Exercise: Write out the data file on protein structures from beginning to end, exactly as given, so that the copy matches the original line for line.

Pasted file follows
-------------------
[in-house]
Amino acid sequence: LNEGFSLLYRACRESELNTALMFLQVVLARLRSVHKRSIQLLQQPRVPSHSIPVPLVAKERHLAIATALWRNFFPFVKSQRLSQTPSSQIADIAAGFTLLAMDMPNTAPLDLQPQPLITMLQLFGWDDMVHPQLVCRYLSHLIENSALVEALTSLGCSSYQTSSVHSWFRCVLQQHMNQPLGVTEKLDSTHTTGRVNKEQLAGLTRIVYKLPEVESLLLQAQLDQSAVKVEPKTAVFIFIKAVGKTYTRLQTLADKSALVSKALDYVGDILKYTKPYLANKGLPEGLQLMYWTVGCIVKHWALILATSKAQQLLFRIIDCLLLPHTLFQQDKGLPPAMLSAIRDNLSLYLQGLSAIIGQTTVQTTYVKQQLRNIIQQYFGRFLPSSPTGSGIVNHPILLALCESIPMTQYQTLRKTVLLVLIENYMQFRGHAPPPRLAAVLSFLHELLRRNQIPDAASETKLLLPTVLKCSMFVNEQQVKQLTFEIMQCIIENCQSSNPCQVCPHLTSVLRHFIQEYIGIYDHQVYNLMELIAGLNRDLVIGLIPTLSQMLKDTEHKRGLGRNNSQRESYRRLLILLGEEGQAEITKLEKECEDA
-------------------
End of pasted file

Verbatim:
[in-house]
Amino acid sequence: LNEGFSLLYRACRESELNTALMFLQVVLARLRSVHKRSIQLLQQPRVPSHSIPVPLVAKERHLAIATALWRNFFPFVKSQRLSQTPSSQIADIAAGFTLLAMDMPNTAPLDLQPQPLITMLQLFGWDDMVHPQLVCRYLSHLIENSALVEALTSLGCSSYQTSSVHSWFRCVLQQHMNQPLGVTEKLDSTHTTGRVNKEQLAGLTRIVYKLPEVESLLLQAQLDQSAVKVEPKTAVFIFIKAVGKTYTRLQTLADKSALVSKALDYVGDILKYTKPYLANKGLPEGLQLMYWTVGCIVKHWALILATSKAQQLLFRIIDCLLLPHTLFQQDKGLPPAMLSAIRDNLSLYLQGLSAIIGQTTVQTTYVKQQLRNIIQQYFGRFLPSSPTGSGIVNHPILLALCESIPMTQYQTLRKTVLLVLIENYMQFRGHAPPPRLAAVLSFLHELLRRNQIPDAASETKLLLPTVLKCSMFVNEQQVKQLTFEIMQCIIENCQSSNPCQVCPHLTSVLRHFIQEYIGIYDHQVYNLMELIAGLNRDLVIGLIPTLSQMLKDTEHKRGLGRNNSQRESYRRLLILLGEEGQAEITKLEKECEDA